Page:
Seldom in history is an independent judiciary called to reflect upon itself. This, however, becomes an inevitable corollary when it attains the status of a saviour for the nation’s aspirations. So could the case with Pakistan’s judiciary, perhaps the only constitutional institution in which the people have maintained a tangible faith. This rejuvenated judiciary, which in a fortnight will be completing its two years since restoration at the hands of a historic and unique civil society call for change, has a task to deliver in reforming the society, purging the nation of the corrupt and punishing the usurpers of power and nation’s wealth.Will it be able to do that? One can only hope that it will rise to the occasion. But given the presumption of delayed justice, it comes as a disappointment that judicial assertiveness has taken a back seat in the last few months, enabling the executive to continue with its time buying tactics in implementing the court’s orders. This is unbecoming of the spirit behind the rise and restoration of the honourable judges who for the first time in history defied and buried the notorious theory of ‘law of Necessity’ with all sincerity.
The wish list of the people, currently sub judice before the honourable Supreme Court, is a telling tale of hope and despair. From cases of accountability to disciplining the state-run institutions, and from punishing the usurpers of power to prosecuting public office holders for their blindfolded corruption, the mandate before the court of law is paramount and challenging. The court’s pronouncements on the impugned National Reconciliation Ordinance, which struck off the so-called immunity from prosecution to the corrupt, and its eagerness to see that the looted wealth siphoned off from the country are recovered, has rekindled a ray of hope. Similarly, thousands of litigants who have reposed their renewed confidence in the judiciary by surfacing against the ‘custodians’ of state and governance, whether it be taking to task the mighty and the powerful or recovering the ‘disappeared’ persons, cannot be just abandoned at the door of the court—nor made to be subservient at the hands of the bureaucracy. Dispensing justice should be a matter of time and not expediency at work behind the shielded curtains of secrecy.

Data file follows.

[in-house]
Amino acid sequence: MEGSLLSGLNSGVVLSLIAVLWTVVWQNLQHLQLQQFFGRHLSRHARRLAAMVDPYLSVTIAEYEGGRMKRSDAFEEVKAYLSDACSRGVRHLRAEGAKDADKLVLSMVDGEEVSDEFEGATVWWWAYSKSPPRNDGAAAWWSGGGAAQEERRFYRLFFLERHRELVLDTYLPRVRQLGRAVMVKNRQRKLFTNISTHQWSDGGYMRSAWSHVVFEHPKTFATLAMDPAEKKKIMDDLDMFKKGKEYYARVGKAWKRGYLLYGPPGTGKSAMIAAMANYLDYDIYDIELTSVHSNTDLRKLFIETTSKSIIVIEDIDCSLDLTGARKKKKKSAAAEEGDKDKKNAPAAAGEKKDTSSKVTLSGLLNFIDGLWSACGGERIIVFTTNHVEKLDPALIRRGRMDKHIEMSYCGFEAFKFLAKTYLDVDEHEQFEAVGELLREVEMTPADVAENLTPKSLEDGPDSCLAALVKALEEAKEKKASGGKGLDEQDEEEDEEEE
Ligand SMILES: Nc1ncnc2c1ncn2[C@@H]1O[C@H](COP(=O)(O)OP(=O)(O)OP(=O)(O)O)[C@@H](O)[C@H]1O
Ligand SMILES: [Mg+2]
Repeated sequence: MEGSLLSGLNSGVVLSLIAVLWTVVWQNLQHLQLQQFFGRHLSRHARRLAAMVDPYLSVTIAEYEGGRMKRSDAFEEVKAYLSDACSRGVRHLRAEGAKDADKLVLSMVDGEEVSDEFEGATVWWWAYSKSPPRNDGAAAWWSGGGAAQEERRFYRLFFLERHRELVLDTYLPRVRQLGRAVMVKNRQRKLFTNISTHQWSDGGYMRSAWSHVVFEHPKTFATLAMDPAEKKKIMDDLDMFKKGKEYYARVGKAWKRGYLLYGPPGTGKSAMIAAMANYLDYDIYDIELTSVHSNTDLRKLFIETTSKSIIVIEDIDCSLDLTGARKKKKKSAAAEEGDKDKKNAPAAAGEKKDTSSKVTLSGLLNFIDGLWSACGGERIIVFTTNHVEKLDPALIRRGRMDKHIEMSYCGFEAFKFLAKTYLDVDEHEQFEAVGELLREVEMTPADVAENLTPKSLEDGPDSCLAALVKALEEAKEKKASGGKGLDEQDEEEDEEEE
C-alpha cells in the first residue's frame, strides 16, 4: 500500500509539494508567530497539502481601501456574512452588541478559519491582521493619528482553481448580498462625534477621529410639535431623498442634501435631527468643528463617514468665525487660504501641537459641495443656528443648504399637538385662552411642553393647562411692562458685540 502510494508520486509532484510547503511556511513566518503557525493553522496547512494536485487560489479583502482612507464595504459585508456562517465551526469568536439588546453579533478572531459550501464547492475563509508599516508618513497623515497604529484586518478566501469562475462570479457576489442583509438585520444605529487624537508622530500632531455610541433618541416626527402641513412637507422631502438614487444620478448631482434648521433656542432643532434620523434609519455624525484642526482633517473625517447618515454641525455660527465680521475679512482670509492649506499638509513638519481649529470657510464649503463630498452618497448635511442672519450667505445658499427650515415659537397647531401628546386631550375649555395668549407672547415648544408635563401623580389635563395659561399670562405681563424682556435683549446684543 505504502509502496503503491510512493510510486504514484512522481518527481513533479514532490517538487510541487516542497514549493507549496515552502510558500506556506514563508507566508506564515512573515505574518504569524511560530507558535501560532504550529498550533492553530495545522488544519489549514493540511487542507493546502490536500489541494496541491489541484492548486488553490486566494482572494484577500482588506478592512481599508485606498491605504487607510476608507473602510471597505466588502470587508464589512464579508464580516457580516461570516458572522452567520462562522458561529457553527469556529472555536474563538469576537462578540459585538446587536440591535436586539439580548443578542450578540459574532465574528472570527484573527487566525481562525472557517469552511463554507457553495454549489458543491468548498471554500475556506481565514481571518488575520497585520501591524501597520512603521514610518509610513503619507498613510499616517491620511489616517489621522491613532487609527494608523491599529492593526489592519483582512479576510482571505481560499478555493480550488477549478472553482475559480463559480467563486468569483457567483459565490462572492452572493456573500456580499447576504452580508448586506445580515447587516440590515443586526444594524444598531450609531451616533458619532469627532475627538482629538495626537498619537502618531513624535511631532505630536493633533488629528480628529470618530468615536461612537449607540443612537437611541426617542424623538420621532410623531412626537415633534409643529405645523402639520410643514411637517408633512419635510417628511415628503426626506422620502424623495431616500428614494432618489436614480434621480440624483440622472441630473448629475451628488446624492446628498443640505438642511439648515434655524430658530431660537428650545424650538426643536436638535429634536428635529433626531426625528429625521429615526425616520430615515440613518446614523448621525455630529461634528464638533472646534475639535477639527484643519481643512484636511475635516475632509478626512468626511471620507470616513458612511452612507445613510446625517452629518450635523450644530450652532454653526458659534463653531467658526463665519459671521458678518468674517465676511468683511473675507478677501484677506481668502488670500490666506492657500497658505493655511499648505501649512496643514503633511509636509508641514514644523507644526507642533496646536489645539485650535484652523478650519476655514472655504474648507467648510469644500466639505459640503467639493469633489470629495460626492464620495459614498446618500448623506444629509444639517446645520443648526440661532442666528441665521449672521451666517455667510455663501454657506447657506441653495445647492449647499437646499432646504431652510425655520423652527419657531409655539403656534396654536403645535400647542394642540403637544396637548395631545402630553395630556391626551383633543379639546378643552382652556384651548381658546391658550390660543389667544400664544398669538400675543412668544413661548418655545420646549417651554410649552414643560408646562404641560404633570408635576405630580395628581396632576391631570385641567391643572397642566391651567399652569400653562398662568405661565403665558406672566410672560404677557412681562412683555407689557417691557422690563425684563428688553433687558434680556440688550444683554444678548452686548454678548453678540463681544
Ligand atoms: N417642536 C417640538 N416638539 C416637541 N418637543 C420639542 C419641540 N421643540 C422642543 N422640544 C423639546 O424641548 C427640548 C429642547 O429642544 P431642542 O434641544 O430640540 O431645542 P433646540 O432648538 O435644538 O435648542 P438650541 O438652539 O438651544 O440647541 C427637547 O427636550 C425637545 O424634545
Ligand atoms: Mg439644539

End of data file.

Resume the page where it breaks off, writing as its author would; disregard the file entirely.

The court of Lord Iftikhar Muhammad Chaudhry, and his brother judges at the apex and provincial level, is the birth of new Pakistan. Never in the history of the 180 million nation has the civil society comprising hardly few hundred-thousand stood as a wall of fire against a military dictator, with the one-point agenda of restoring the sacked judiciary. Revitilising the judiciary was not an end in itself but essentially the means to further the desire of seeing Pakistan being governed as per the dictates of law and an uncompromising entity when it comes to upholding national interests. The judiciary in the last two years can be said to have trailed behind the national expectations and confined itself to interpreting the law and calling upon the executive to fall in line. But that is not a total solution to the insurmountable ills that Pakistan faces today.
It is futile to expect the incumbent government to become a public prosecutor against its own interests, and move on to curtail the activities that are going on in the name of nepotism and discretion. The court, it’s high time, should never be seen as a submissive entity or the one that is on the fence, when the two other components of the state, namely the parliament and the executive, are determined to go their own way. This court, which acquired fame by invoking its prerogative of suo motu, as and when required, should now stick to it in letter and spirit. The spirit of judicial supremacy is in need of being enacted and should be seen to be done in all humility — and with haste for in it lies the hope of a nation and that’s a huge responsibility – Khaleejnews